A very typical cause of heavy rains: Water can no longer be drained from the roofs’ surfaces and thus penetrates into the house. A scenario of concrete danger would be: When the gutters overflow in the course of heavy rain and the water can flow into the house through existing building apertures (especially at a low height).

Have you already observed that your rain gutters are overflowing with heavy rain?


Is your building located in a hollow as lowest point of the ground, rainwater can accumulate on the surface. Note that even in supposedly safe distance to water bodies, there is a potential for flood risk through water runoff caused by rainfall.

Is your building in a hollow, a basin or similar?


If your building is located on a slope or below a slope, the rainwater runoff can accumulate over the surface. Note that even in supposedly safe distance to water bodies, flood risk can arise from waters flowing on and off the surfaces.

Is your property located on a hillside or directly below?


Is your building situated in a potential flow path? Stormwaters caused by torrents that do not get absorbed by the soil and hence do run over the surface - throughout the streets, or other topographical inlets that can serve just like river basins - right into your home. Beware of the high flow speeds!

Have you ever seen waters running uncontrolled (extensively) over the surface (paths, roads or simply over surfaces) flowing right in the direction of your building, or even right into it?


In the wake of floods there is an underestimated threat posed by rising groundwater levels. Which means even floods from beneath ground can penetrate into a house. This happens not that fast, but can even cause more permanent damage in the aftermath due to the long-term duration of the water logging - as water rises faster than it recedes.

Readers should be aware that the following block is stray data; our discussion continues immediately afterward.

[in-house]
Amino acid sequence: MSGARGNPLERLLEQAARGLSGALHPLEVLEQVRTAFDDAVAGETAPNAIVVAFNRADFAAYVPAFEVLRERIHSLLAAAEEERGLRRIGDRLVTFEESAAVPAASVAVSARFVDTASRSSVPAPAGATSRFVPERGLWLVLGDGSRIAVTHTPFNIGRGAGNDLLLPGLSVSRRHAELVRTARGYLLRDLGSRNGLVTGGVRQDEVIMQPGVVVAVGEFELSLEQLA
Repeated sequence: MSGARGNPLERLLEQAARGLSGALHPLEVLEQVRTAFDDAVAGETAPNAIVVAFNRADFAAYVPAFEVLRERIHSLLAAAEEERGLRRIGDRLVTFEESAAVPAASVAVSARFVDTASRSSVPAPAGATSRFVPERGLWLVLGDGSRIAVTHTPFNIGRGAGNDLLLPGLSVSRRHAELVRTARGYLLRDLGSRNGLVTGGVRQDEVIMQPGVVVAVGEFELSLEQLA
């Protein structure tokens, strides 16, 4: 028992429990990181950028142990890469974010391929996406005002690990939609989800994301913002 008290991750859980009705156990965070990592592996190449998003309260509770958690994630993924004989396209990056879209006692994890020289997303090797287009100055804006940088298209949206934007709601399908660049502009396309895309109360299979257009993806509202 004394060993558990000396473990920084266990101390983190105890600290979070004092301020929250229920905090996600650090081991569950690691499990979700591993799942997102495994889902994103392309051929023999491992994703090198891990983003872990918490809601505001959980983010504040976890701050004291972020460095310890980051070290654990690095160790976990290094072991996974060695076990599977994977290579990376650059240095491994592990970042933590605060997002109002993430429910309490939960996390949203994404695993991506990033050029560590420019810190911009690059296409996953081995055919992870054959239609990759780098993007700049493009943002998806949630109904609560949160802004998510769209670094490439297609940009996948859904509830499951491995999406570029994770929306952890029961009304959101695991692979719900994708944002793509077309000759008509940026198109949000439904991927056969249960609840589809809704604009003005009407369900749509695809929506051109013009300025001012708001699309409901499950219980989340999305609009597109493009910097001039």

Did ever occur an inundation in the basement of the building (even at some time after rain or flood) of yours or the neighbours?


Principally water can find many ways to penetrate into a building. Whether your object could be affected depends on it’s design and construction. Even at low water depths (e.g. caused by torrents or by back pressure from the sewer and/or from the underground floodwater), water can enter the house. Especially to buildings with basements already relatively low water levels can bring the threat of water penetrations and their respective damages.

Does the ground floor sit below the surface (like a semi-basement) of the terrain, or on it’s edge?


Besides your strong proactive approach in the matter there are the most important precautionary measures:

  • a realistic risk assessment
  • the correct behaviour, that is driven by your knowledge
  • optimal object protection
  • if necessary, the advice of a competent person in your area.

(Please click on our knowledge section for full information.)

The following questions will guide you to the relevant information about possible measures:

Have you already undertaken flood protection measures?

Does humidity and dampness occur in the basement of your building?

Is the heating in your building run by an oil-heating system and is it buoyancy secured?

Have you already detected in the building spots and cracks that are prone to water penetration and have sealed them consequently?


In the following you will find a few questions referring to some details about your building. Your respective indications will help an expert, whom you might consult for assessing more deeply the flood resilience <-> flood proneness of your building.

Year of construction:

Building type and construction method:

with a basement:

the postal code of your building:

Thank you for your participation in this questionnaire! You can get your short evaluation directly by clicking here.

We hope that you will be spared from the natural flooding hazard and, therefore, we call again your attention and initiative for the precautionary measures.
Especially since it can concern and strike anyone!

Send me a copy of the results to the following email address: